How high was the person that thought up this shit?Xposed.com said:Music to Your Teeth
Xposed, February 2005 By
RICHARD C. LEWIS
Associated Press Writer
Toymaker Hasbro Inc. plans to turn jawbones into headphones in an effort to tune out tooth decay.
The company announced Friday it's launching "Tooth Tunes," a toothbrush that transmits music through the jawbone to the ear when its bristles touch teeth.
"You can clearly hear the words and the music," said Brian Goldner, president of Hasbro's U.S. Toys unit. "You can hum right along if you like."
For someone standing near a person brushing, the noise would be a muted hum, Goldner said.
The battery-operated toothbrush contains a tiny microchip that stores the song. When the user presses a button and starts brushing, the sound vibrations pass through the tooth, to the jawbone and directly into the inner ear. The song plays for two minutes, the amount of time dentists recommend people spend brushing their teeth.
Hasbro executives say the music quality is akin to the sound from personal headphones.
The Pawtucket-based company will offer the product, priced under $10, beginning in September. It initially will be carried in CVS stores nationwide, before being distributed more broadly, Goldner said. CVS, also based in Rhode Island, is the nation's largest drugstore operator.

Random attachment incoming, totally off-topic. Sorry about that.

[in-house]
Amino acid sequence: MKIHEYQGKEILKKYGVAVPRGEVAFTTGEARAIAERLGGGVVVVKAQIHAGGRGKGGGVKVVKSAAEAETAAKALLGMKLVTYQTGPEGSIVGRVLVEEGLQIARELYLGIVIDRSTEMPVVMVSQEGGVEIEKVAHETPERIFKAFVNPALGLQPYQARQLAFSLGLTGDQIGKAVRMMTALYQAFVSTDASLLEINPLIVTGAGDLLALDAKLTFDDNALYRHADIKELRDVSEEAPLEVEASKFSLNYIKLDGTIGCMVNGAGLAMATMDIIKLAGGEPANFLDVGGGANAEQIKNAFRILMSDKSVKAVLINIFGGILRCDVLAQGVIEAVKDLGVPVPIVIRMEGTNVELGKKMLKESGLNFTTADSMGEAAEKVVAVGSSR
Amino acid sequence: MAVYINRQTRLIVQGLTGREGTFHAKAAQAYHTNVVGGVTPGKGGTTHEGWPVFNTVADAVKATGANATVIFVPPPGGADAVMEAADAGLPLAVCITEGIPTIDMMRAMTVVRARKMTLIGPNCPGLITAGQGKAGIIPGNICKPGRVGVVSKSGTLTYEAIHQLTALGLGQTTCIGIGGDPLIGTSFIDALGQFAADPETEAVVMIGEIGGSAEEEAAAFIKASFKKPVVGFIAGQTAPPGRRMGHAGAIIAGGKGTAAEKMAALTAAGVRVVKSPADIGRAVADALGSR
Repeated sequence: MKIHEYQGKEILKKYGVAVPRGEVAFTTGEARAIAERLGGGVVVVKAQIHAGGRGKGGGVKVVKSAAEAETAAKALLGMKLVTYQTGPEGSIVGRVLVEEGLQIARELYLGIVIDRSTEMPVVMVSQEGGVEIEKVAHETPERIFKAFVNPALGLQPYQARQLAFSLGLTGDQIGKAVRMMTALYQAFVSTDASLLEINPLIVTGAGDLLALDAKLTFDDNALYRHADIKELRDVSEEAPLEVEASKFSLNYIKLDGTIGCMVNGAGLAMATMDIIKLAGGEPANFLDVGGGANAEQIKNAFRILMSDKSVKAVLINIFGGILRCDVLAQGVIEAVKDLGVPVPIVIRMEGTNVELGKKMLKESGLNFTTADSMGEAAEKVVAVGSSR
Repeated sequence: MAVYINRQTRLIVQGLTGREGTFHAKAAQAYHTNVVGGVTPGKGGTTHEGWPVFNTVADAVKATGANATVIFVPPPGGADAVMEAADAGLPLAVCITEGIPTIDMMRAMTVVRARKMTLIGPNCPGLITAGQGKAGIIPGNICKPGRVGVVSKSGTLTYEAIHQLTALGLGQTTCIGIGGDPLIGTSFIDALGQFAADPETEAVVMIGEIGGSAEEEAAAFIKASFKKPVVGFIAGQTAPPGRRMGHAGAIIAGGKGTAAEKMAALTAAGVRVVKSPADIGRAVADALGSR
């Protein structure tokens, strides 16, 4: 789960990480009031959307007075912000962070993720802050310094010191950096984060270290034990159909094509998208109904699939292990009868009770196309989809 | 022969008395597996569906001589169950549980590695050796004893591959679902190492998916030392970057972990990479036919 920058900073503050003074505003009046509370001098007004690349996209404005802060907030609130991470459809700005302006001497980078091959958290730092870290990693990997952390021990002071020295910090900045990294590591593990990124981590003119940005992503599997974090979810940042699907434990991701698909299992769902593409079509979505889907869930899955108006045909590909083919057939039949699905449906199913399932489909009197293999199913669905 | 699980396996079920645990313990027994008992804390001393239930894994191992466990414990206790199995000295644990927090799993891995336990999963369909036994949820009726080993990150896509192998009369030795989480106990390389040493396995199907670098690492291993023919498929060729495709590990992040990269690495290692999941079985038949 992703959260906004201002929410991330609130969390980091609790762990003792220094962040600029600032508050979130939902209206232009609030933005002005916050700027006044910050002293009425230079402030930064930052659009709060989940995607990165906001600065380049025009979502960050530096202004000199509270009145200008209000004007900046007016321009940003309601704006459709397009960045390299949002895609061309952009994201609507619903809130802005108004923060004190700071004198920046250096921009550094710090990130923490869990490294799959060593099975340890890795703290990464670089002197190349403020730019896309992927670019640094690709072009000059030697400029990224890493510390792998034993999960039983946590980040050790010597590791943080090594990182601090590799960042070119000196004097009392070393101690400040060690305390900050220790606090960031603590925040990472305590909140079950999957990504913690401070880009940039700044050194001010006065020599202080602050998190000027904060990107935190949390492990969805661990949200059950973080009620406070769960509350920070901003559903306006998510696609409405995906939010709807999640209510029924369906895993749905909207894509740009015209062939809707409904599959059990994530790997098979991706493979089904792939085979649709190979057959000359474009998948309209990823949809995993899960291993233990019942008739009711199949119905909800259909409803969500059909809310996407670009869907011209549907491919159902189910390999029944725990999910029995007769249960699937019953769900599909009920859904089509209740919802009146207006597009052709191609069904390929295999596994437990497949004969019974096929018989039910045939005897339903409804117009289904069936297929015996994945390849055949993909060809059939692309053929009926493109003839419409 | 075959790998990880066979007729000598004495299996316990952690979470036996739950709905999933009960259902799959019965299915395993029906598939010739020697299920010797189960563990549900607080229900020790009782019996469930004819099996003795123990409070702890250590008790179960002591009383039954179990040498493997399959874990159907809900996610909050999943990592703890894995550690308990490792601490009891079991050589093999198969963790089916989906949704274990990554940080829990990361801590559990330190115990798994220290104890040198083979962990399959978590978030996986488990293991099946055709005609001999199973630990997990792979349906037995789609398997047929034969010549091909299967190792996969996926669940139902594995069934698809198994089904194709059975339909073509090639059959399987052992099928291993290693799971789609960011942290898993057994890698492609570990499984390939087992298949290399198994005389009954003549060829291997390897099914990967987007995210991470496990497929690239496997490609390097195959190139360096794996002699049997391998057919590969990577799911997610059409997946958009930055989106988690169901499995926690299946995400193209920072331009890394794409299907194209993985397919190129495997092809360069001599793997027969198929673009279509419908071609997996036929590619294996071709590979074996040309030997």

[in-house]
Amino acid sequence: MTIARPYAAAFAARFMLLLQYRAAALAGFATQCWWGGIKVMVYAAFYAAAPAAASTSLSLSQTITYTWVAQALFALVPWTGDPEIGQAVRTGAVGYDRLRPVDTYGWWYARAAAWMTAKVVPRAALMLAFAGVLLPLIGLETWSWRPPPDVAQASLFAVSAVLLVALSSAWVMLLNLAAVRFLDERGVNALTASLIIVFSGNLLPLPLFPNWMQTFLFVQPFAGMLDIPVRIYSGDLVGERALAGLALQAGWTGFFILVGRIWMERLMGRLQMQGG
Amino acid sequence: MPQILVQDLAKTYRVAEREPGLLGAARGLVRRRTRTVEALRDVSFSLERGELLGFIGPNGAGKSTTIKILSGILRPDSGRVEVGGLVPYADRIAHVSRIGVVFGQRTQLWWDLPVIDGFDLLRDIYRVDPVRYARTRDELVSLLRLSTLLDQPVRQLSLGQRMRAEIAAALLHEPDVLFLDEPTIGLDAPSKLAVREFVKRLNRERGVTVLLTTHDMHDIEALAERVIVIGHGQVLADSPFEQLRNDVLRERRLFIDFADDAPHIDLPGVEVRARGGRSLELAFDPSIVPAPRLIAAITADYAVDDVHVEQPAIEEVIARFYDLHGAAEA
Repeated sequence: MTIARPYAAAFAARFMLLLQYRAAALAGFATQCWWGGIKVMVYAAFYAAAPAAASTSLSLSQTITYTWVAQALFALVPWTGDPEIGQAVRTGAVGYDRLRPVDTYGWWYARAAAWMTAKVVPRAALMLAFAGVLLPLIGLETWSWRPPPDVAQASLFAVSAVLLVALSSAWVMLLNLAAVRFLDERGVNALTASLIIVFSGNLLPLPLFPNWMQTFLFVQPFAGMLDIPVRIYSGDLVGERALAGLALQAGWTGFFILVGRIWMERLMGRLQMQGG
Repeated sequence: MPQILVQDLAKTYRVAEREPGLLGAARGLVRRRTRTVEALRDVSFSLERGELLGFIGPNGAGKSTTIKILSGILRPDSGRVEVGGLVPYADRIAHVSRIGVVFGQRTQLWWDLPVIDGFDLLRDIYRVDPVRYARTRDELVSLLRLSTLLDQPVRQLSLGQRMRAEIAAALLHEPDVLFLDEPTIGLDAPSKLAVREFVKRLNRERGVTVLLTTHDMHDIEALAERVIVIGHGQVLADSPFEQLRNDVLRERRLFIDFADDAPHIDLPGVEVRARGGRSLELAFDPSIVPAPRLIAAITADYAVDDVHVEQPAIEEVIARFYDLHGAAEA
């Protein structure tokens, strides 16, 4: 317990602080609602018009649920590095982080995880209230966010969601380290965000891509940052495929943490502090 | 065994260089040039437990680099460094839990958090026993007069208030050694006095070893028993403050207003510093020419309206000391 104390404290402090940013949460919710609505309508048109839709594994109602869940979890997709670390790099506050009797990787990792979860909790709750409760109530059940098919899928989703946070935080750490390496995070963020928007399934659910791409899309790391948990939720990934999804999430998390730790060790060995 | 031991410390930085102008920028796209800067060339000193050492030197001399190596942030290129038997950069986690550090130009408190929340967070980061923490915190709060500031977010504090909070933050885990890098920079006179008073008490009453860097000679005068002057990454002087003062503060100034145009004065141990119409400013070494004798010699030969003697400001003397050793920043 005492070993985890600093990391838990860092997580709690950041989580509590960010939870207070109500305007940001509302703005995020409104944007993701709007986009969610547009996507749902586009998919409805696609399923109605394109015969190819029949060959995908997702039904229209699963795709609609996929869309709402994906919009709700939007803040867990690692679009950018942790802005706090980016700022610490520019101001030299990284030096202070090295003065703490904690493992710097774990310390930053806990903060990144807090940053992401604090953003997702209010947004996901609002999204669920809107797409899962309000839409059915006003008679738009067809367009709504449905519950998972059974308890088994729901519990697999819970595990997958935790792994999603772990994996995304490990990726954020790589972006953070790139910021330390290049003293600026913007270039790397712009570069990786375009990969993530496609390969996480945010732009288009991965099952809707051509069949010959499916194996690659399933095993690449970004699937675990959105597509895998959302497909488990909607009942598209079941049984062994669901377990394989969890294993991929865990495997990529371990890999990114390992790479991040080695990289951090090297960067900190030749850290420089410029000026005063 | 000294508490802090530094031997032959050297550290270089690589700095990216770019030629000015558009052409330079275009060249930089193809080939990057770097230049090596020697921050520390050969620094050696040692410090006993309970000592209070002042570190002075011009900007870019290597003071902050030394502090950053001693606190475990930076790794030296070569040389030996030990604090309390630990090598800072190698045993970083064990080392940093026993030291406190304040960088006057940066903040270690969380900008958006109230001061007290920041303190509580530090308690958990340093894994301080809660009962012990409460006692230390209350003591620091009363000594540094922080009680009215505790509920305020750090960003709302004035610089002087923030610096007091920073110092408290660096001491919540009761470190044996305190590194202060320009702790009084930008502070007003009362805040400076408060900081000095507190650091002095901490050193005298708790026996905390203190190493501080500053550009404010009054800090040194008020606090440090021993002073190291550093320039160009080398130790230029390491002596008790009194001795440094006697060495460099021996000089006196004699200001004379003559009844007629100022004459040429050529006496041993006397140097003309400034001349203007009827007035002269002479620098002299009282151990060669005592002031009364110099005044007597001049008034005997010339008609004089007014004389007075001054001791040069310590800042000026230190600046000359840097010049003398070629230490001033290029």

Hasbro will market the product to all age groups, but sees great potential in its interest to children, who sometimes need an extra incentive to brush their teeth.
Goldner said the company was negotiating with various recording companies and artists, such as young pop performer Hilary Duff, on music rights. Disney has granted rights to a new rendition of the 1960s song "Do You Believe in Magic?" Goldner said. The toothbrush initially will carry one song.
Cleveland dentist Matthew Messina, a consumer adviser for the American Dental Association, doesn't see any drawbacks.
"Assuming it does what they say it does, it's an interesting little gimmick to keep kids brushing a little longer," he said. "The important thing is that the kids still have to move the toothbrush along the surfaces of the teeth."
Hasbro debuted the technology in a lollipop called "Sound Bites" in 1999. The line was discontinued, but executives sought to take the technology to a bigger audience.
Currently, the toothbrushes would need to be completely replaced when the bristles on the head wear out. The company is researching replaceable brush heads, Goldner said.
It is an interesting idea, though.
Would you buy it?